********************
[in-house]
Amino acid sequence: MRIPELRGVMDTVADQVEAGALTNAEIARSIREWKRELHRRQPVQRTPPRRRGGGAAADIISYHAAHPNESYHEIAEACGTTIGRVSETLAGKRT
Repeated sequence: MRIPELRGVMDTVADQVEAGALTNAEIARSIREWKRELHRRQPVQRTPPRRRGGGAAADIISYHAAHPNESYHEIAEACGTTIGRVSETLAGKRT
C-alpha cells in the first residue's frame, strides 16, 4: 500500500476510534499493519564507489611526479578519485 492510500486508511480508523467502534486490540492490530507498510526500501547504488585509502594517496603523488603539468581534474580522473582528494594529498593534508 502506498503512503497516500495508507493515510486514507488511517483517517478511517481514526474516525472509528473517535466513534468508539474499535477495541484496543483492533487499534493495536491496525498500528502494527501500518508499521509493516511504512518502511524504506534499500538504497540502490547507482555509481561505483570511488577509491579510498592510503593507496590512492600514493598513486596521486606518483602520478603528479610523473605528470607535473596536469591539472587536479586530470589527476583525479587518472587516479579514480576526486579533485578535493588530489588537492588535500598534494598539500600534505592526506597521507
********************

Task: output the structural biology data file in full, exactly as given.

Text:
[in-house]
Amino acid sequence: MRIPELRGVMDTVADQVEAGALTNAEIARSIREWKRELHRRQPVQRTPPRRRGGGAAADIISYHAAHPNESYHEIAEACGTTIGRVSETLAGKRT
Repeated sequence: MRIPELRGVMDTVADQVEAGALTNAEIARSIREWKRELHRRQPVQRTPPRRRGGGAAADIISYHAAHPNESYHEIAEACGTTIGRVSETLAGKRT
C-alpha cells in the first residue's frame, strides 16, 4: 500500500476510534499493519564507489611526479578519485 492510500486508511480508523467502534486490540492490530507498510526500501547504488585509502594517496603523488603539468581534474580522473582528494594529498593534508 502506498503512503497516500495508507493515510486514507488511517483517517478511517481514526474516525472509528473517535466513534468508539474499535477495541484496543483492533487499534493495536491496525498500528502494527501500518508499521509493516511504512518502511524504506534499500538504497540502490547507482555509481561505483570511488577509491579510498592510503593507496590512492600514493598513486596521486606518483602520478603528479610523473605528470607535473596536469591539472587536479586530470589527476583525479587518472587516479579514480576526486579533485578535493588530489588537492588535500598534494598539500600534505592526506597521507